Qaddafi's big idea was to meld a modern, anti-Western,
anti-imperial discourse with an impassioned pan-Africanism, an ideal
that still resonates deeply across the continent.
For decades in
Africa, Qaddafi has put his money where his mouth was: showering
petro-dollars on favored clients, funding liberation groups, nurturing
political movements, and even paying civil servants. To make sure that
no one missed the message, he has often paid a huge portion of the
operating costs of the continental body, the African Union.
problem with Qaddafi's pan-Africanism, like his rule in general is that
it has steadily turned into a vessel for his megalomania.
reporter with a career-long association with the African continent, I
have been in a rare position to witness this trend beginning with some
of Qaddafi's earliest African exploits.
In 1983, I scrambled from
Ivory Coast to Chad to witness the breakout of war between French and
Libyan forces there. Qaddafi had recently spoken of fully "integrating"
his country with its southern neighbor.
I quickly found my way
to the eastern front, where I watched the conflict from a desert foxhole
with French soldiers as they spotted screaming, low-flying Jaguar
fighter bombers pounding Libyan positions nearby. That same year, I
traveled to Burkina Faso, where Qaddafi had flown to celebrate the
seizure of power by a charismatic young army captain, Thomas Sankara,
who he clearly saw as a promising understudy.
They met at a
military base near the border with Ghana. From there, Sankara's comrade,
Blaise Compaoré had recently rallied paratroopers to free Sankara from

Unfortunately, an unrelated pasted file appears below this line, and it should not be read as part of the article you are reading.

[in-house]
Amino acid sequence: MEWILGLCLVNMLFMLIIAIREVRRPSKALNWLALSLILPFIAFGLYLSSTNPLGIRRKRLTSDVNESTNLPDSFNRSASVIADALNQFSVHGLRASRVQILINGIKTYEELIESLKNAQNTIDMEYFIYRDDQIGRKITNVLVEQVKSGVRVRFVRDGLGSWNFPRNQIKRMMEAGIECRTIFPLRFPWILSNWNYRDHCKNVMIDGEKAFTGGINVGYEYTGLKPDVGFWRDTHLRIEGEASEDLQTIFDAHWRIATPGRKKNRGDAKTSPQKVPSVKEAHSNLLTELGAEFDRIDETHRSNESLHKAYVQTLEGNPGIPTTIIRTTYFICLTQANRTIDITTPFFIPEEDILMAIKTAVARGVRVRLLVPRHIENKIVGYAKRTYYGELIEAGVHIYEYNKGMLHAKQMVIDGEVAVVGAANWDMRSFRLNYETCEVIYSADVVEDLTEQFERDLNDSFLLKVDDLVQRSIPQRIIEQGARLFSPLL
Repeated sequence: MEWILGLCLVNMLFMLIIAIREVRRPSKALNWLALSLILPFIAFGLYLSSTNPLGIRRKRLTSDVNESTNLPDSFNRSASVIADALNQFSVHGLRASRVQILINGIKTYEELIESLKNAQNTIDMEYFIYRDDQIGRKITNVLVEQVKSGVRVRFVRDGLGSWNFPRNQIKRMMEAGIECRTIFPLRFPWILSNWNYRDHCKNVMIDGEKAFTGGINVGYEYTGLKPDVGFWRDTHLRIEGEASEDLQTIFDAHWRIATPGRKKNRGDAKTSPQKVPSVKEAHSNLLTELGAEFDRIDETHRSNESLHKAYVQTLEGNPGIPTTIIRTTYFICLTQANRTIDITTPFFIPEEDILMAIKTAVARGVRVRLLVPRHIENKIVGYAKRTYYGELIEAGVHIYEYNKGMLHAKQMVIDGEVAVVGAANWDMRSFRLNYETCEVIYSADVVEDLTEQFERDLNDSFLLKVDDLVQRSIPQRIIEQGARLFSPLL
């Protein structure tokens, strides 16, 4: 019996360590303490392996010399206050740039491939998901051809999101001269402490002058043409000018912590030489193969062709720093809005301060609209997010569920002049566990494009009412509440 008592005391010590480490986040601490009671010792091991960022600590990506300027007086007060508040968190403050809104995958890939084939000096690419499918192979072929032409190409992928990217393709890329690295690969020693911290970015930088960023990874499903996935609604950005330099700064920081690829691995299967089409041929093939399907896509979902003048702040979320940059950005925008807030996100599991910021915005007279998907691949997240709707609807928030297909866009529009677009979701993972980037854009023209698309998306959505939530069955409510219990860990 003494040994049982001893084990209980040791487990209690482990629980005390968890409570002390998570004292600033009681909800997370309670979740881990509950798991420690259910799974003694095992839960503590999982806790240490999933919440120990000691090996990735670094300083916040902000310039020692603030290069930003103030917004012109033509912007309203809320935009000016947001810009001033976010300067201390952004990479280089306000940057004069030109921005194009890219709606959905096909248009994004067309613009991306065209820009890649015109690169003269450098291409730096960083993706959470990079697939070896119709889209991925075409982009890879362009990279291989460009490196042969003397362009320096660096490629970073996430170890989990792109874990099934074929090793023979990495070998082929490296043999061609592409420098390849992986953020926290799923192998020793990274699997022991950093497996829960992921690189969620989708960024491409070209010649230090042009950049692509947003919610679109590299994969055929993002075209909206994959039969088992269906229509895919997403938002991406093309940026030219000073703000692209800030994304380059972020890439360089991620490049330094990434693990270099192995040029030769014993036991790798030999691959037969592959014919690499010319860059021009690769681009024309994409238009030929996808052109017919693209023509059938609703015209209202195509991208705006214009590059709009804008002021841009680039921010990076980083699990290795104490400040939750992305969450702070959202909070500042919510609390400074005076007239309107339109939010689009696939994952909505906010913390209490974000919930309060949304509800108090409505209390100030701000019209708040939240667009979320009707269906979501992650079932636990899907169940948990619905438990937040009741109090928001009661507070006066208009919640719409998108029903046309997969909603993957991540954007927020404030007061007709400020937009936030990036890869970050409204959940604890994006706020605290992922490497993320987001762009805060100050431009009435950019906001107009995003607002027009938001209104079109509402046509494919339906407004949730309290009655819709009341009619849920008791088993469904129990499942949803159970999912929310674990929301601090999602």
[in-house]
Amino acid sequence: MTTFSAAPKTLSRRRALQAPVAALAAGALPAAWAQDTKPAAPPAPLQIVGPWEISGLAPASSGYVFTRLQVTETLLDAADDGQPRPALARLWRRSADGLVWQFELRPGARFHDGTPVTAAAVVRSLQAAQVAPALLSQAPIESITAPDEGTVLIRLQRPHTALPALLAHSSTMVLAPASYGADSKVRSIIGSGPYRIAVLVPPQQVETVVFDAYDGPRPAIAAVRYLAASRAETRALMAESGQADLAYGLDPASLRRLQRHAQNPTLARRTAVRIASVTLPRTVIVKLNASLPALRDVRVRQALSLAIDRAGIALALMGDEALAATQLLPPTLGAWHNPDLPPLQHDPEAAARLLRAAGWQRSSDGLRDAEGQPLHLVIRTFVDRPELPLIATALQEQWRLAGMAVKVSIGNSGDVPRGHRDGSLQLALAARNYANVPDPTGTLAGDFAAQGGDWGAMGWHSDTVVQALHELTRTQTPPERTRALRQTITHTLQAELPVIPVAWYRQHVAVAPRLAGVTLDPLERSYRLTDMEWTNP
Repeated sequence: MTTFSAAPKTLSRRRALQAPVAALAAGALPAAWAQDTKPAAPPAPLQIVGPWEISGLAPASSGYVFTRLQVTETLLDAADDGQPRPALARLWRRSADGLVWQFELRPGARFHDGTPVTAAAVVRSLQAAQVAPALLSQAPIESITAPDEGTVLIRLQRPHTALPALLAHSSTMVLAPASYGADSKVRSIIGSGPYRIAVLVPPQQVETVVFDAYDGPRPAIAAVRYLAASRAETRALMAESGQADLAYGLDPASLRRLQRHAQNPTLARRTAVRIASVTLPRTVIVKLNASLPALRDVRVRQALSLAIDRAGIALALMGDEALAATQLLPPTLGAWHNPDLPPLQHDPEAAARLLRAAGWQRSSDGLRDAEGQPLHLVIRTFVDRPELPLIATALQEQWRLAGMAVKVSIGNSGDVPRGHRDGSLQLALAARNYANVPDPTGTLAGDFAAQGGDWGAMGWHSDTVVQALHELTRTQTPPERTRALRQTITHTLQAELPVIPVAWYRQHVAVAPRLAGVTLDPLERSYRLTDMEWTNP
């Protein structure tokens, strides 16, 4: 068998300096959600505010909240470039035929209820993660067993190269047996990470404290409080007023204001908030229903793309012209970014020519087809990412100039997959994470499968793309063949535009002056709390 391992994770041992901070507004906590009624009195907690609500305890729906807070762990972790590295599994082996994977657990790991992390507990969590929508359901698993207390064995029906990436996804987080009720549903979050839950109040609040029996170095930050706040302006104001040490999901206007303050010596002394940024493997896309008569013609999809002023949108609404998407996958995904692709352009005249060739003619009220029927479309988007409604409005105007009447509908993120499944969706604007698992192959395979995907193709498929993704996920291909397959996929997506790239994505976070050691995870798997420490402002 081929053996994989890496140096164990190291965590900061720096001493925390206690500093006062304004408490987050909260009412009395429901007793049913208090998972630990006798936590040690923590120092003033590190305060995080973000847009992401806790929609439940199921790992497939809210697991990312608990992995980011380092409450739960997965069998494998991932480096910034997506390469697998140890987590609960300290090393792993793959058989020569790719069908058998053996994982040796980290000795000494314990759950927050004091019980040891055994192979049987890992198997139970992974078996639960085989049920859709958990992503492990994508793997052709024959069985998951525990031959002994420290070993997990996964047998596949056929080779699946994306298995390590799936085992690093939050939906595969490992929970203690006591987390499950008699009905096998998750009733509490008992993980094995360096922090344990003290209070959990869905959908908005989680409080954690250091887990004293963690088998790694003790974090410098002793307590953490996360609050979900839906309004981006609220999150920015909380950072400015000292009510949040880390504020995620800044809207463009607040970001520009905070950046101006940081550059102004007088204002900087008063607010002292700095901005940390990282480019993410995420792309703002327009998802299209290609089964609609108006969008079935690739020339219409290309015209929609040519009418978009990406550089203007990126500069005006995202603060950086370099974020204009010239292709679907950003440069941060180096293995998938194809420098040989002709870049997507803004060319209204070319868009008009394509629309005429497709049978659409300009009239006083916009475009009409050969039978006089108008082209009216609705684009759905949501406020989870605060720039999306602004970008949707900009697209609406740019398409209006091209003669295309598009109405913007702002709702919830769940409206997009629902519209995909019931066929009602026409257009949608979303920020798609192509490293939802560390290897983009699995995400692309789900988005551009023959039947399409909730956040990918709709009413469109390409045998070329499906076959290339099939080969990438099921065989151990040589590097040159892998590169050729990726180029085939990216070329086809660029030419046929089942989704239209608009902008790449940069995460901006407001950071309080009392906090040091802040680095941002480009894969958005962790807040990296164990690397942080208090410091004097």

detention and install him as president.
When I showed up,
Qaddafi, surrounded by his famous all female bodyguard corps, angrily
objected to my presence and demanded that Sankara not allow an American
to ride with the motorcade for their triumphal, flag-waving trip to the
capital, Ouagadougou. Sankara, who already knew me well, insisted on my
presence. Four years later, he would be dead, murdered by Compaoré, it
is widely believed, with Qaddafi's encouragement.
determination to eliminate his erstwhile protégé had nothing to do with
me, of course. Most signs point instead to Sankara's refusal to
acquiesce in a much bigger decision: to sponsor an invasion of Liberia
by Charles Taylor, a leader who is now before the Hague on war crime
charges related to his instigation of what would go on to become one of
Africa's most horrific conflicts.
Taylor, a kindred megalomaniac,
who was trained and financed by Libya, invaded Liberia in 1989. A few
years later, I would cover that war for The New York Times as well,
watching the rebel leader ride one of the first mass deployments of
child soldiers into power.
Were it not for the British
intervention in Sierra Leone's civil war next door, another Libyan
project, the Taylor-Qaddafi axis would have taken over that country
next, before turning its sights on other wobbling dominos nearby,
whether Guinea or Ivory Coast. From Liberia, I went to Zaire to cover
the fall of Mobutu Sese Seko at the hands of Laurent Kabila, an obscure
revolutionary who had cut his teeth in 1960 liberation movements before
seemingly going into hibernation. Although Rwanda was his main patron,
it turns out that Qaddafi had invested in Kabila, too.